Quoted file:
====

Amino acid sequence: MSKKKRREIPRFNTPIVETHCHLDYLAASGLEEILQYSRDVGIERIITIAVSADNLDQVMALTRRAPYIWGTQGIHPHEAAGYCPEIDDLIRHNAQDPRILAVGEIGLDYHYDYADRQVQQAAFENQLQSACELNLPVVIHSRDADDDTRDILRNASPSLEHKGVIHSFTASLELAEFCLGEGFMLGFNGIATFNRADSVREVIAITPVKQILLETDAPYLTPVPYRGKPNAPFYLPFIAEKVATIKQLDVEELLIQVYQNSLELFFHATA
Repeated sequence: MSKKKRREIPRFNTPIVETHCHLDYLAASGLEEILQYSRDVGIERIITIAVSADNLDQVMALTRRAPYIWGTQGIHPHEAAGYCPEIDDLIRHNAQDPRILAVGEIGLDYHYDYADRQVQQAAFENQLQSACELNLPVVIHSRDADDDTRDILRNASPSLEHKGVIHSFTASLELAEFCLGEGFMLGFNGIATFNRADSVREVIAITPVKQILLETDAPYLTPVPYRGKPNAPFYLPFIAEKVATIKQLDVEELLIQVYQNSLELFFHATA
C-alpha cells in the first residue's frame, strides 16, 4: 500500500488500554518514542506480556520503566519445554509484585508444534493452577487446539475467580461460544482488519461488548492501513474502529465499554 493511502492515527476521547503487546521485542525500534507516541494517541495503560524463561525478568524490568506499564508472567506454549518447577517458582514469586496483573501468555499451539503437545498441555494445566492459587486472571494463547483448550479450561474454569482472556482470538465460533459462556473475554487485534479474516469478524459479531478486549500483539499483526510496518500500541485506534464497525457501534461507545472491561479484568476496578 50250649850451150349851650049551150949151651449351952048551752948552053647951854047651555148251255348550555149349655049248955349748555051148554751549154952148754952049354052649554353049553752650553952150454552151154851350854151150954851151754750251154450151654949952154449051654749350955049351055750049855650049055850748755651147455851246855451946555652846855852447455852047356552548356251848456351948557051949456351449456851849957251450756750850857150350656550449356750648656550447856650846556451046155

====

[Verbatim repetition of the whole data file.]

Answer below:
Amino acid sequence: MSKKKRREIPRFNTPIVETHCHLDYLAASGLEEILQYSRDVGIERIITIAVSADNLDQVMALTRRAPYIWGTQGIHPHEAAGYCPEIDDLIRHNAQDPRILAVGEIGLDYHYDYADRQVQQAAFENQLQSACELNLPVVIHSRDADDDTRDILRNASPSLEHKGVIHSFTASLELAEFCLGEGFMLGFNGIATFNRADSVREVIAITPVKQILLETDAPYLTPVPYRGKPNAPFYLPFIAEKVATIKQLDVEELLIQVYQNSLELFFHATA
Repeated sequence: MSKKKRREIPRFNTPIVETHCHLDYLAASGLEEILQYSRDVGIERIITIAVSADNLDQVMALTRRAPYIWGTQGIHPHEAAGYCPEIDDLIRHNAQDPRILAVGEIGLDYHYDYADRQVQQAAFENQLQSACELNLPVVIHSRDADDDTRDILRNASPSLEHKGVIHSFTASLELAEFCLGEGFMLGFNGIATFNRADSVREVIAITPVKQILLETDAPYLTPVPYRGKPNAPFYLPFIAEKVATIKQLDVEELLIQVYQNSLELFFHATA
C-alpha cells in the first residue's frame, strides 16, 4: 500500500488500554518514542506480556520503566519445554509484585508444534493452577487446539475467580461460544482488519461488548492501513474502529465499554 493511502492515527476521547503487546521485542525500534507516541494517541495503560524463561525478568524490568506499564508472567506454549518447577517458582514469586496483573501468555499451539503437545498441555494445566492459587486472571494463547483448550479450561474454569482472556482470538465460533459462556473475554487485534479474516469478524459479531478486549500483539499483526510496518500500541485506534464497525457501534461507545472491561479484568476496578 50250649850451150349851650049551150949151651449351952048551752948552053647951854047651555148251255348550555149349655049248955349748555051148554751549154952148754952049354052649554353049553752650553952150454552151154851350854151150954851151754750251154450151654949952154449051654749350955049351055750049855650049055850748755651147455851246855451946555652846855852447455852047356552548356251848456351948557051949456351449456851849957251450756750850857150350656550449356750648656550447856650846556451046155